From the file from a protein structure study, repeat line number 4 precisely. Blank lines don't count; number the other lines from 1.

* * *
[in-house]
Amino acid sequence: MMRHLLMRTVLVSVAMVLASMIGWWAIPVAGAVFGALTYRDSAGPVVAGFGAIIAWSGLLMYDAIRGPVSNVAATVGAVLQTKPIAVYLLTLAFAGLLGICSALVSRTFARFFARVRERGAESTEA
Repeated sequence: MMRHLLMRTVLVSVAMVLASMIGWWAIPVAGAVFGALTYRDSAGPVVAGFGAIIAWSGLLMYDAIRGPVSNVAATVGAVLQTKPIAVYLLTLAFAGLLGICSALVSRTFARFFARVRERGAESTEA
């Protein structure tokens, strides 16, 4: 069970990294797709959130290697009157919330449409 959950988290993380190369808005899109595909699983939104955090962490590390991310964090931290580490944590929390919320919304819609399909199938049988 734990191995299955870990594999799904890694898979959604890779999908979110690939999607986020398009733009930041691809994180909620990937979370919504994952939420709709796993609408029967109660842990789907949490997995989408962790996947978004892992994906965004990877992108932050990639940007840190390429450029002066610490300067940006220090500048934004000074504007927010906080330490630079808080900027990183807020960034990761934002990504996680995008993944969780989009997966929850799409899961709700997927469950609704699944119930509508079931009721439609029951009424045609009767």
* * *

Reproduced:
């Protein structure tokens, strides 16, 4: 069970990294797709959130290697009157919330449409 959950988290993380190369808005899109595909699983939104955090962490590390991310964090931290580490944590929390919320919304819609399909199938049988 734990191995299955870990594999799904890694898979959604890779999908979110690939999607986020398009733009930041691809994180909620990937979370919504994952939420709709796993609408029967109660842990789907949490997995989408962790996947978004892992994906965004990877992108932050990639940007840190390429450029002066610490300067940006220090500048934004000074504007927010906080330490630079808080900027990183807020960034990761934002990504996680995008993944969780989009997966929850799409899961709700997927469950609704699944119930509508079931009721439609029951009424045609009767």